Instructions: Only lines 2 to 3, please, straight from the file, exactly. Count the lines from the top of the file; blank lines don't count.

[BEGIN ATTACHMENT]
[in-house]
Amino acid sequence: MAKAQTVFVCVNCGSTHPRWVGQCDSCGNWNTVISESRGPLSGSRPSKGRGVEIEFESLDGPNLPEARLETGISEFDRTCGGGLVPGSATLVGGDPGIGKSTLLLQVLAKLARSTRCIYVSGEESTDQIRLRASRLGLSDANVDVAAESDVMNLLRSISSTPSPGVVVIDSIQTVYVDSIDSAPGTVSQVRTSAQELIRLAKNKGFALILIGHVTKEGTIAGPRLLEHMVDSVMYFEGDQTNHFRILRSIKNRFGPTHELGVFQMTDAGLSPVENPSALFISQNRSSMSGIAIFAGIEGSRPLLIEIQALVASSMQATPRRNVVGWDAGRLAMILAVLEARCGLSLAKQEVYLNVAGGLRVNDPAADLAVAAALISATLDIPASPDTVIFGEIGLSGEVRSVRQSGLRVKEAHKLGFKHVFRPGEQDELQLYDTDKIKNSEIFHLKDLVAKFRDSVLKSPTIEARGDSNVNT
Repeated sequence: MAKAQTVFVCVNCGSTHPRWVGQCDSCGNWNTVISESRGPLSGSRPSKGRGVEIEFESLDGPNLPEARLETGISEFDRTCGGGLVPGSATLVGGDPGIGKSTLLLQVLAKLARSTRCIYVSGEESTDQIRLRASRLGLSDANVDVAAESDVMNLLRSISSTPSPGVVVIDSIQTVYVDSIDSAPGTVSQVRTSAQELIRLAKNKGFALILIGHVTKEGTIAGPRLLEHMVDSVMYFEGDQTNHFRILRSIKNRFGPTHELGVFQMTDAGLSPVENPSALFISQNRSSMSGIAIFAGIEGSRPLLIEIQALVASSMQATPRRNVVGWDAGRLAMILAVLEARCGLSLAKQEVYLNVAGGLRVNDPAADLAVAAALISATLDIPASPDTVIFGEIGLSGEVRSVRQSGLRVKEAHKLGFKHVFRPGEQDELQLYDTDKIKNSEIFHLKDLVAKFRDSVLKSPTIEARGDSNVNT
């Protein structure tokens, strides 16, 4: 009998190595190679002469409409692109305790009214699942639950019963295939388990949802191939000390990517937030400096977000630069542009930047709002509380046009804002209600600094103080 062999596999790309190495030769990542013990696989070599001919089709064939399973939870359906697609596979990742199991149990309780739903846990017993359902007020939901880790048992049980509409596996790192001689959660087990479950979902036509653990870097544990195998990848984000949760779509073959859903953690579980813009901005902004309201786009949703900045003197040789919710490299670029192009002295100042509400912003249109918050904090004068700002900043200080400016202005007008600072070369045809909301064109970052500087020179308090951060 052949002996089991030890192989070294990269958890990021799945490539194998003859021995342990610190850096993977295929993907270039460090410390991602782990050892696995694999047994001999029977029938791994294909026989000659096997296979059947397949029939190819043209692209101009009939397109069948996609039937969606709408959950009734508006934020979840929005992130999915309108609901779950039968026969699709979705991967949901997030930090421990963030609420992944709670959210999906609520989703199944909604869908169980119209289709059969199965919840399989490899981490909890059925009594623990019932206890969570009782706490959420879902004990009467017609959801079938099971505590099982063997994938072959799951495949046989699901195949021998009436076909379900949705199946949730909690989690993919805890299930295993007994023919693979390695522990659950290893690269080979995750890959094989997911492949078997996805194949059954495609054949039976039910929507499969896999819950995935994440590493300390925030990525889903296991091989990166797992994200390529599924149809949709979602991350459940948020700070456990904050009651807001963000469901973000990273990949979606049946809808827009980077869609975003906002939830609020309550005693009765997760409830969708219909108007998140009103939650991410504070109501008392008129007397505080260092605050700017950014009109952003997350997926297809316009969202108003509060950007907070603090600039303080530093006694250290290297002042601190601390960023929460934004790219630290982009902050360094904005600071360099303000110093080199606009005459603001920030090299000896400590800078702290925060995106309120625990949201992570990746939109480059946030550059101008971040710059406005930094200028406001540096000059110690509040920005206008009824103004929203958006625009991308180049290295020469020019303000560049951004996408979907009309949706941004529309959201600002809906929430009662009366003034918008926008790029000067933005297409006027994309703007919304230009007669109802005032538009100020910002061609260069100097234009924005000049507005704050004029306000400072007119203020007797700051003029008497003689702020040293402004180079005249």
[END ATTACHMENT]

Amino acid sequence: MAKAQTVFVCVNCGSTHPRWVGQCDSCGNWNTVISESRGPLSGSRPSKGRGVEIEFESLDGPNLPEARLETGISEFDRTCGGGLVPGSATLVGGDPGIGKSTLLLQVLAKLARSTRCIYVSGEESTDQIRLRASRLGLSDANVDVAAESDVMNLLRSISSTPSPGVVVIDSIQTVYVDSIDSAPGTVSQVRTSAQELIRLAKNKGFALILIGHVTKEGTIAGPRLLEHMVDSVMYFEGDQTNHFRILRSIKNRFGPTHELGVFQMTDAGLSPVENPSALFISQNRSSMSGIAIFAGIEGSRPLLIEIQALVASSMQATPRRNVVGWDAGRLAMILAVLEARCGLSLAKQEVYLNVAGGLRVNDPAADLAVAAALISATLDIPASPDTVIFGEIGLSGEVRSVRQSGLRVKEAHKLGFKHVFRPGEQDELQLYDTDKIKNSEIFHLKDLVAKFRDSVLKSPTIEARGDSNVNT
Repeated sequence: MAKAQTVFVCVNCGSTHPRWVGQCDSCGNWNTVISESRGPLSGSRPSKGRGVEIEFESLDGPNLPEARLETGISEFDRTCGGGLVPGSATLVGGDPGIGKSTLLLQVLAKLARSTRCIYVSGEESTDQIRLRASRLGLSDANVDVAAESDVMNLLRSISSTPSPGVVVIDSIQTVYVDSIDSAPGTVSQVRTSAQELIRLAKNKGFALILIGHVTKEGTIAGPRLLEHMVDSVMYFEGDQTNHFRILRSIKNRFGPTHELGVFQMTDAGLSPVENPSALFISQNRSSMSGIAIFAGIEGSRPLLIEIQALVASSMQATPRRNVVGWDAGRLAMILAVLEARCGLSLAKQEVYLNVAGGLRVNDPAADLAVAAALISATLDIPASPDTVIFGEIGLSGEVRSVRQSGLRVKEAHKLGFKHVFRPGEQDELQLYDTDKIKNSEIFHLKDLVAKFRDSVLKSPTIEARGDSNVNT